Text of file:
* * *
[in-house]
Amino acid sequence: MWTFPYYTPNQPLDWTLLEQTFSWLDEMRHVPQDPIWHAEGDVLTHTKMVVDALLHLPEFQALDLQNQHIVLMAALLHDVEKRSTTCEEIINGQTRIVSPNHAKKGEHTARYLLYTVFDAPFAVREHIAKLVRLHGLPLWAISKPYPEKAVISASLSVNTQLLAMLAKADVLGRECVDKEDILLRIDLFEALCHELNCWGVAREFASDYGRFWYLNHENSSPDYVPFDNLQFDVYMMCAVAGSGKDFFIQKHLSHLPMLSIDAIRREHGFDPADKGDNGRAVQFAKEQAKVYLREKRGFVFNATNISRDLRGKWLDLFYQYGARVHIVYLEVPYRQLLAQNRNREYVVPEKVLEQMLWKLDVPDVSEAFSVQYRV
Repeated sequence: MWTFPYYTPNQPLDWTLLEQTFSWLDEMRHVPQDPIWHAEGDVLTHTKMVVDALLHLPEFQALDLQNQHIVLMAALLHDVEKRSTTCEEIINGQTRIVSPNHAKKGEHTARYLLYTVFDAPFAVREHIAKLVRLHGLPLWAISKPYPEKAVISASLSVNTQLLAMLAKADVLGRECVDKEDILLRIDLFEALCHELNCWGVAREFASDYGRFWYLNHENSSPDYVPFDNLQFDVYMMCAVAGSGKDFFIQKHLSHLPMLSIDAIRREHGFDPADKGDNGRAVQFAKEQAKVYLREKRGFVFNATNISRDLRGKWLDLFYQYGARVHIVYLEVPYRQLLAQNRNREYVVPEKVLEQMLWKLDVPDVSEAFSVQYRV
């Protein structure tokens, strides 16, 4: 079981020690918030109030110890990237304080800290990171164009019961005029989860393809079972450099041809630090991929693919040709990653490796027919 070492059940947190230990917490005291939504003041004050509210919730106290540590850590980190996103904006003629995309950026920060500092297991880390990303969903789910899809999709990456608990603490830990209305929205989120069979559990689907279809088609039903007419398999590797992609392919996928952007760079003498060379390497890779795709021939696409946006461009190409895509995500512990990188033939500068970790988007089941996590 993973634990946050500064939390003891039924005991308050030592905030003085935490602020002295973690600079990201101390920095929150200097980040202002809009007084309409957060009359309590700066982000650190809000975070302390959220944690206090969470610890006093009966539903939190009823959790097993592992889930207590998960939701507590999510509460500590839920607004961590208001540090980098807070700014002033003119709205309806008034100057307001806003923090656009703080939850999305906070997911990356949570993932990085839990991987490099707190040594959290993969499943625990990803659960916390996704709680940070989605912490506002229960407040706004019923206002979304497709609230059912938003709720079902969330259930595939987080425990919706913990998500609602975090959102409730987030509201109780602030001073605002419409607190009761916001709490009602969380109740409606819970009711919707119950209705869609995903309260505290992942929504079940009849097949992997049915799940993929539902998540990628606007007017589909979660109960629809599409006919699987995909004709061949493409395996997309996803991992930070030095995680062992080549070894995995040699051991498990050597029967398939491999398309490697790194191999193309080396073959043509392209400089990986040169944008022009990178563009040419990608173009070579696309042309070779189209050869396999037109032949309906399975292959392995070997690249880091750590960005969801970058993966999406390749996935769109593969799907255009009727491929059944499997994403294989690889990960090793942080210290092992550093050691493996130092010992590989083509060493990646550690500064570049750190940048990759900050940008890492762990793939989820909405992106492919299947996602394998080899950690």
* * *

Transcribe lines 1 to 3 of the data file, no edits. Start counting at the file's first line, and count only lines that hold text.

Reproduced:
[in-house]
Amino acid sequence: MWTFPYYTPNQPLDWTLLEQTFSWLDEMRHVPQDPIWHAEGDVLTHTKMVVDALLHLPEFQALDLQNQHIVLMAALLHDVEKRSTTCEEIINGQTRIVSPNHAKKGEHTARYLLYTVFDAPFAVREHIAKLVRLHGLPLWAISKPYPEKAVISASLSVNTQLLAMLAKADVLGRECVDKEDILLRIDLFEALCHELNCWGVAREFASDYGRFWYLNHENSSPDYVPFDNLQFDVYMMCAVAGSGKDFFIQKHLSHLPMLSIDAIRREHGFDPADKGDNGRAVQFAKEQAKVYLREKRGFVFNATNISRDLRGKWLDLFYQYGARVHIVYLEVPYRQLLAQNRNREYVVPEKVLEQMLWKLDVPDVSEAFSVQYRV
Repeated sequence: MWTFPYYTPNQPLDWTLLEQTFSWLDEMRHVPQDPIWHAEGDVLTHTKMVVDALLHLPEFQALDLQNQHIVLMAALLHDVEKRSTTCEEIINGQTRIVSPNHAKKGEHTARYLLYTVFDAPFAVREHIAKLVRLHGLPLWAISKPYPEKAVISASLSVNTQLLAMLAKADVLGRECVDKEDILLRIDLFEALCHELNCWGVAREFASDYGRFWYLNHENSSPDYVPFDNLQFDVYMMCAVAGSGKDFFIQKHLSHLPMLSIDAIRREHGFDPADKGDNGRAVQFAKEQAKVYLREKRGFVFNATNISRDLRGKWLDLFYQYGARVHIVYLEVPYRQLLAQNRNREYVVPEKVLEQMLWKLDVPDVSEAFSVQYRV